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IBTTA’s Jones Helps Drive S&P Discussion on P3s for Infrastructure

Bill Cramer

When it was time to dig into the pros and cons of public-private partnerships (P3s) to pay for President Trump’s proposed ambitious infrastructure plan, IBTTA Executive Director and CEO Patrick Jones was one of the experts S&P Global Market Intelligence sought out for comment.

In an era of easily accessible news and commentary, S&P is more than an average source. “Every day,” its website states, we collect, scrub, interpret, and analyze vast volumes of content, turning it into actionable intelligence on the global financial markets and the companies and industries that comprise those markets.” The ultimate objective: to “deliver the data and insight you need to make informed, smarter business decisions and investment decisions that are critical to your future.”

Which turns out to be exactly the right starting point for Jones’ insights on the use of P3s to clear the multi-trillion-dollar funding gap facing U.S. infrastructure.

"Financing is not going to solve the problem," he told S&P. "What we need is funding. We need more money coming into the system to pay for all the operations and maintenance and capital needs that we have."

More Money than the Federal Budget

S&P touches on the common objection—actually, the inevitable reality—that the public pays the cost of a P3, sooner or later. (Pop quiz: Name the global association that popularized the phrase: There Are No Free Roads.) The article brings home the reality that it’s all about cash flow, and assembling enough of it to meet a pressing public need.

“The U.S. needs more money than the entire federal budget to bring its roads, bridges, airports, and other infrastructure into the 21st century,” S&P notes. The country’s infrastructure received an average grade of D+ in the latest in a quadrennial series of report cards issued by the American Society of Civil Engineers. And “the country's airports, roads, dams, water, and electrical systems would need no less than $4.6 trillion of repairs and upgrades to bring them to a state it considers adequate.”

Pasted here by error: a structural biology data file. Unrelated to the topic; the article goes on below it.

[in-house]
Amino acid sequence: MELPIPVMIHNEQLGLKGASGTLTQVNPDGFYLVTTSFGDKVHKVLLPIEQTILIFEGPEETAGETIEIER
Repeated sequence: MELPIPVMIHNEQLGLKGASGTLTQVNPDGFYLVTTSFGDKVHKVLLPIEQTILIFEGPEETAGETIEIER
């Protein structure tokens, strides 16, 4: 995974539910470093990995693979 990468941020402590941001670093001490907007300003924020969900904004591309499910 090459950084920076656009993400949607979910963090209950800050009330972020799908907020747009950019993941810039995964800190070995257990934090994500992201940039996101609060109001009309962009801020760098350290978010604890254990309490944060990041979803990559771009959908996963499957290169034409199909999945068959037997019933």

That makes P3s an enabler for an infrastructure program that moves quickly enough, and widely enough, to make a dent in the backlog. For surface transportation, tolling is the essential tool that will generate the steady revenue to bring private investors to the table.

In his S&P interview, Jones acknowledged that not all P3s have succeeded in the past, but he said U.S. cities and states had learned from the experience. “He held up Virginia's deals with Australian toll road developer and manager, Transurban, as successful road projects that delivered value to both the public and to investors,” writes correspondent Tom Yeatts.

Time to Think Big About P3s

The article goes through the pros and cons of P3s before concluding with comments from Fraser Hughes, CEO of the Global Listed Infrastructure Organisation, a Brussels-based association that formed last July.

“You've got assets sitting on the balance sheets of municipalities or the government that are not being utilized properly, that aren't run properly,” he told S&P. “And there are huge amounts of underlying value that you can put into the market by getting these things either run by a … listed company or by a private company.”

He noted that real estate investment trusts are already a $2-trillion global industry, and suggested a similar model might deliver the same results for infrastructure that REITs made possible for commercial buildings.

“You've got to think these things through really long term. You're going to need to maintain, and you're going to need to develop infrastructure, not only in the U.S., but around the world,” he said. “We believe infrastructure investment trusts may be very helpful in attracting investment in to meet those longer-term demands.”

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